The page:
On appeal, Plaintiff raises three arguments: (1) the ALJ failed to properly evaluate the opinion of consultative examiner, Dr. William Benet, Ph.D., Psy.D.; (2) the ALJ improperly relied on the mechanical application of the Medical-Vocational Guidelines; and (3) the ALJ failed to properly evaluate Plaintiff's credibility. Because remand is required on the first issue raised in the case, it is unnecessary to review the other two objections to the ALJ's decision. Freese v. Astrue, No.8:06-cv-1839-T-EAJ, 2008 WL 1777722, at *3 (April 18, 2008 M.D. Fla)(citing Jackson v. Bowen, 801 F.2d 1291, 1294 n.2 (11th Cir. 1991)).

         Plaintiff argues that the ALJ failed to consider the full opinion of consultative examiner, Dr. Benet. The law is clear that generally “the ALJ must state with particularity the weight given to different medical opinions and the reasons therefor.” Winschel v. Comm'r of Soc. Sec., 631 F.3d 1176, 1179 (11th Cir. Jan. 24, 2011). This requirement equally applies to opinion evidence from examining consulting physicians. See McCloud v. Barnhart, 166 Fed.Appx. 410, 419)(11thCir. 2006)(remanding where ALJ did not explain weight given to consulting psychologist's report or the reasons for discrediting his opinion).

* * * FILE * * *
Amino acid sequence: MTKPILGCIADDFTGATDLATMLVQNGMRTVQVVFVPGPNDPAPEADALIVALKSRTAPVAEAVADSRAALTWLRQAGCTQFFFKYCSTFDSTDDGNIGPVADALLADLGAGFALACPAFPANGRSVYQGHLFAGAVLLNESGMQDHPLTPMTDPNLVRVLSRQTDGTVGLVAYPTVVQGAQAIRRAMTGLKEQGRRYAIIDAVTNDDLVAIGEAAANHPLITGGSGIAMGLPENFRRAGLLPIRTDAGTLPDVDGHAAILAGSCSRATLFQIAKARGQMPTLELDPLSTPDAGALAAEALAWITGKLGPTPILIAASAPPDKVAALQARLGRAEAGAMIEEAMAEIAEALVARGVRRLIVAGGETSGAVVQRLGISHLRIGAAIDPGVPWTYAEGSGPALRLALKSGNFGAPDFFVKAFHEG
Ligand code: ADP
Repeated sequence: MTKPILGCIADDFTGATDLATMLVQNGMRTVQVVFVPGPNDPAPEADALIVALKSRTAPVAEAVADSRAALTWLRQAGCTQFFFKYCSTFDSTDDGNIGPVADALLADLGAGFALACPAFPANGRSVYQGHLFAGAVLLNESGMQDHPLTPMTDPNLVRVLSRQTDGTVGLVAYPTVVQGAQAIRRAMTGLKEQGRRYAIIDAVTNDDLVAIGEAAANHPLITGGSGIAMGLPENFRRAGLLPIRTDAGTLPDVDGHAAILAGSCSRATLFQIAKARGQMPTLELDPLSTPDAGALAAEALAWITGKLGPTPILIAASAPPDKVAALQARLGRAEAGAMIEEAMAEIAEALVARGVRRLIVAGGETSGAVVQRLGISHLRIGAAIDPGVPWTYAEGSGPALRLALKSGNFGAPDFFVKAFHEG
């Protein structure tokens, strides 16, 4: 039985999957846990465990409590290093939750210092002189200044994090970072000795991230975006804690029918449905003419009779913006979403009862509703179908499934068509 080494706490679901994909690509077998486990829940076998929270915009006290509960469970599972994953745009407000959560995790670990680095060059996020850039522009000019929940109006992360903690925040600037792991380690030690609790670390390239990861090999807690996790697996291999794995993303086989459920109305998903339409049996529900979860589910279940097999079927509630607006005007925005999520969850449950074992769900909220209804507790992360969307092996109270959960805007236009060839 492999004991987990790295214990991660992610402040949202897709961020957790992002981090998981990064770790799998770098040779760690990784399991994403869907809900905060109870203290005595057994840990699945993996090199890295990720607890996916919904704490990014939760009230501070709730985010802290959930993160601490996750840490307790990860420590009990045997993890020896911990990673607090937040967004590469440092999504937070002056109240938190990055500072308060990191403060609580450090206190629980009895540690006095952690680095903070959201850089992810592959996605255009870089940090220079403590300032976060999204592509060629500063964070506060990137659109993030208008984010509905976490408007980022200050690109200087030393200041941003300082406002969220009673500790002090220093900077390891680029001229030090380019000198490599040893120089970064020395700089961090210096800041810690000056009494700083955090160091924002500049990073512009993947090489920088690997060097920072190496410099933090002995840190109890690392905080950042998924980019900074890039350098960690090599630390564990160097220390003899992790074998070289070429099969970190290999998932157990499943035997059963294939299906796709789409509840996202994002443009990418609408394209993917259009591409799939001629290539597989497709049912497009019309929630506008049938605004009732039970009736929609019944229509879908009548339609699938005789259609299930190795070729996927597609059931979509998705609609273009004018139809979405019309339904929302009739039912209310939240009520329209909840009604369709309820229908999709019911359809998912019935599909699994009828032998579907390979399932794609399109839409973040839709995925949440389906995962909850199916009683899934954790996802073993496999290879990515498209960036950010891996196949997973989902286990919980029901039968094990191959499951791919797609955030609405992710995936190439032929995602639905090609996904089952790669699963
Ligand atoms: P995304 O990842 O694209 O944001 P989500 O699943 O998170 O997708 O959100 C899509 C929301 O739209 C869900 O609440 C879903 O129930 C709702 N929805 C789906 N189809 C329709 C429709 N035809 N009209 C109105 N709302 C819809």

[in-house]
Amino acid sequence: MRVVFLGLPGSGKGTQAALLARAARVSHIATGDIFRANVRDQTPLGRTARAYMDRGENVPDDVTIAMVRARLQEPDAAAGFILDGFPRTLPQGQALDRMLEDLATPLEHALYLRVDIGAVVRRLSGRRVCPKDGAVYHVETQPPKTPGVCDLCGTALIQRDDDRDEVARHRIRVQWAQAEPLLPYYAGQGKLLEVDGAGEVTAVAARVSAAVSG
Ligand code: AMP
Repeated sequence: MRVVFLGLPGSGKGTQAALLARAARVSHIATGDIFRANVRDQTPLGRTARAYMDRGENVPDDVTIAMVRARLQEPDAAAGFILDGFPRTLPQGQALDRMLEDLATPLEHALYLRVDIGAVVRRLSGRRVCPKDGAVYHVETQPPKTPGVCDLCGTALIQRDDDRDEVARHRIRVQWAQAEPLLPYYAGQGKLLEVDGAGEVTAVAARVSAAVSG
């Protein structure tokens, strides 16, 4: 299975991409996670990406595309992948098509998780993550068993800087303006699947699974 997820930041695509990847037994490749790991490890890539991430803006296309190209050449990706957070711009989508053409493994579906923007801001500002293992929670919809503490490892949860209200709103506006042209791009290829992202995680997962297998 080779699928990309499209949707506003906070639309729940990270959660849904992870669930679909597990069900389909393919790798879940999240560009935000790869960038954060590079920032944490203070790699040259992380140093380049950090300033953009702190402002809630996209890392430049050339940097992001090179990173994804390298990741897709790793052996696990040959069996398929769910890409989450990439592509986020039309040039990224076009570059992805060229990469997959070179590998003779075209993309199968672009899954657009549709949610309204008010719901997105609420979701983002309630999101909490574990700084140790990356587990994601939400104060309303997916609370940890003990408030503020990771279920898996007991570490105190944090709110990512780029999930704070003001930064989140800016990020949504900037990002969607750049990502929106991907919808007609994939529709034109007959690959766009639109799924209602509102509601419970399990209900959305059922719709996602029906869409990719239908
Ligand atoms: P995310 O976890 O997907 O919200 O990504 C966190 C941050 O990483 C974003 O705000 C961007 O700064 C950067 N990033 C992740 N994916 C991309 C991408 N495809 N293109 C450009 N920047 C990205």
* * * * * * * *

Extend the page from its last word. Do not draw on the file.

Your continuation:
On March 6, 2013, Dr. Benet conducted a psychological evaluation and IQ assessment of Plaintiff. (Tr. 397-401). IQ testing fell within the borderline range of general intellectual, which was consistent with Plaintiff's educational records, clinical history and mental status, all of which suggested borderline intellectual functioning, as well as a learning disorder in reading and written language. Dr. Benet opined that Plaintiff will likely have moderate to marked difficulty performing work-related mental tasks involving understanding and memory, sustained concentration and persistence, social interaction and adaptation. He further opined that Plaintiff will likely require assistance managing his benefits. Dr. Benet diagnosed Plaintiff with Learning Disorder-NOS; Borderline Intellectual Functioning; and a Global Assessment of Functioning (GAF) ...